(5) He is the final cause of our life. As He is the original, so He is the end of our life, For none of us liveth to himself, etc. (Rom 14:7-8).
3. What sort of life springs out of this tree of life.
(1) There is a life of justification in opposition to legal death.
(2) A life of sanctification or of holiness. This is the fruit and consequent of the former.
(3) A life of consolation or comfort, for He is the consolation of Israel.
(4) A life of glory grows out of the tree of life.
4. A few properties or qualities of this life that springs out of the tree of life.
(1) It is a Divine life; it is the life of God in the soul.
(2) It is of all others the most excellent life.
(3) It is a royal and a princely life.
(4) It is a heavenly life.
(5) It is a growing life.
(6) It is an immortal, durable, and everlasting life.
II. The situation of this tree in the city of God.
1. The city spoken of is none other than the Church of God.
2. This city has streets in it. By the street, I understand the ordinances of Divine appointment, especially these of a public nature.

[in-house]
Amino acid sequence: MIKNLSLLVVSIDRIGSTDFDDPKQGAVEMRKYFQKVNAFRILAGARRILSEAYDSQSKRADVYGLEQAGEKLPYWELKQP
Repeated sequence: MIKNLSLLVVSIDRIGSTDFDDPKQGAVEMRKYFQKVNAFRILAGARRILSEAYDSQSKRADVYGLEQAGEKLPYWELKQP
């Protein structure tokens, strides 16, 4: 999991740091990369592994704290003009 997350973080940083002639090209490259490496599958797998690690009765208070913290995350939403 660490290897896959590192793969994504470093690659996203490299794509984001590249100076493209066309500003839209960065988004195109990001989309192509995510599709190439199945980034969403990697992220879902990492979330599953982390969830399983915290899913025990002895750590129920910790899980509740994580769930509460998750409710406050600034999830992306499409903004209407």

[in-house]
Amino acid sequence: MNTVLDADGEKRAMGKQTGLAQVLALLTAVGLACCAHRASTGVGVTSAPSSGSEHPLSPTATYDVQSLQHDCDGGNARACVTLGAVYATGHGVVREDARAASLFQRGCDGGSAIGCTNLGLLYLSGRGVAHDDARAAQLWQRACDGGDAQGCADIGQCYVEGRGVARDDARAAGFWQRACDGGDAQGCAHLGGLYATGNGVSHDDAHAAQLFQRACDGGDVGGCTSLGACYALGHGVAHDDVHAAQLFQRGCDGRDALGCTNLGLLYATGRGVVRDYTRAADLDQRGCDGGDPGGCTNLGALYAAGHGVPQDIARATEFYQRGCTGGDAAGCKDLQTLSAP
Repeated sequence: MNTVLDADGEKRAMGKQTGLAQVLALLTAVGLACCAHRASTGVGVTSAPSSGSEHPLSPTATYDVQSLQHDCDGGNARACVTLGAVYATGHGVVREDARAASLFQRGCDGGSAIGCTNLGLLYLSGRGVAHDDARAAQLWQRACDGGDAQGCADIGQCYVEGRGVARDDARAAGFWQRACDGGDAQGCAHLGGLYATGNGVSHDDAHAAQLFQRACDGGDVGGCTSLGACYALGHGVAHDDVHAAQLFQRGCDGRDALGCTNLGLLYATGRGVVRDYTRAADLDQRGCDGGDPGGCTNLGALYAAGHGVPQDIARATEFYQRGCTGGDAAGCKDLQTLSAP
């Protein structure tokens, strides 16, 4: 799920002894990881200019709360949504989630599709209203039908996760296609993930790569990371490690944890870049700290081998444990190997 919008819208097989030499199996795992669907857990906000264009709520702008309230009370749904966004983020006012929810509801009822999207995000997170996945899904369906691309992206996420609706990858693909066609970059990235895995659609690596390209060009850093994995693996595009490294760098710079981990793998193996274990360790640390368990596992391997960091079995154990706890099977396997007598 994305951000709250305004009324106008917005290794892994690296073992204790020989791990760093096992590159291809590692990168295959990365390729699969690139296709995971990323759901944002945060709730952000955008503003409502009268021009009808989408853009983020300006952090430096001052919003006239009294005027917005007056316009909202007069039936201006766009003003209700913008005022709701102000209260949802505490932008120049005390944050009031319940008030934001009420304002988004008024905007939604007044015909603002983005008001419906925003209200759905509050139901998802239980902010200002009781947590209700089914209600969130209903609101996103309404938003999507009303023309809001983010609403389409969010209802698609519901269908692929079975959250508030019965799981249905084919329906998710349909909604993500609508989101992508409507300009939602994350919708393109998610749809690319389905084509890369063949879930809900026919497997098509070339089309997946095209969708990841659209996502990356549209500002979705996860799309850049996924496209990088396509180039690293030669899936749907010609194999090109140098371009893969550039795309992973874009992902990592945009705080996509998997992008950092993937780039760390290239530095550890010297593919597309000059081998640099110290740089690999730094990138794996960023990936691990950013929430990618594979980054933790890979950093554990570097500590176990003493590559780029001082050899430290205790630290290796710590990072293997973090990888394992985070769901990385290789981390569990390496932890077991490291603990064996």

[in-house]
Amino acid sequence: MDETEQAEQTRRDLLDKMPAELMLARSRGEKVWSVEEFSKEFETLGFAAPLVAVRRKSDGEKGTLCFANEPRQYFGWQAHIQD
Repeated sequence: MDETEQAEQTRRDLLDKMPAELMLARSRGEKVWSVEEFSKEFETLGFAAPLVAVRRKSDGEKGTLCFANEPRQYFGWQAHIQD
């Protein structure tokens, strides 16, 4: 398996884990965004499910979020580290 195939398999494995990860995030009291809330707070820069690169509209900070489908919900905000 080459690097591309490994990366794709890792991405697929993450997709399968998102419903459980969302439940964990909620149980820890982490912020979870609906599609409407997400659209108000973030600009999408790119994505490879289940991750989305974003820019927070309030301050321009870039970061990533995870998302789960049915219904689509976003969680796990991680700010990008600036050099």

3. Notice here, that there is a river, which is said to run through the midst of the city, and in the streets of it, according to what we have (Psa 46:4). By this river, the whole city of God, all true believers, are refreshed, supplied, fructified, cleansed, and quickened.
4. Christ, the tree of life, is on each side of the river, and in the midst of the street of it.
(1) A living Redeemer, though He be in heaven exalted at the right hand of the Majesty on high, yet still He is to be found by His people upon earth; yea, He is in every part of His Church.
(2) Christ is the centre of His Church and people; for He is here said to be in the midst of the city: as the heart is in the midst of the body, so Christ is in the midst of His Church.
(3) The tree of life, being in the midst of the street, says that Christ is a common and public good unto the Church, that He is set up for the benefit of all the inhabitants. As every subject in Britain may say of our present sovereign, He is my king, because he is set as a public good to the whole body politic; and as every soldier of an army may say of the principal commander, He is my general, in a way of application, and have recourse to him as such; so Christ, being the common Saviour of sinners, the Prophet, Priest, and King of His Church by office, every one may, in a way of particular application, claim the benefit of Him in His saving offices.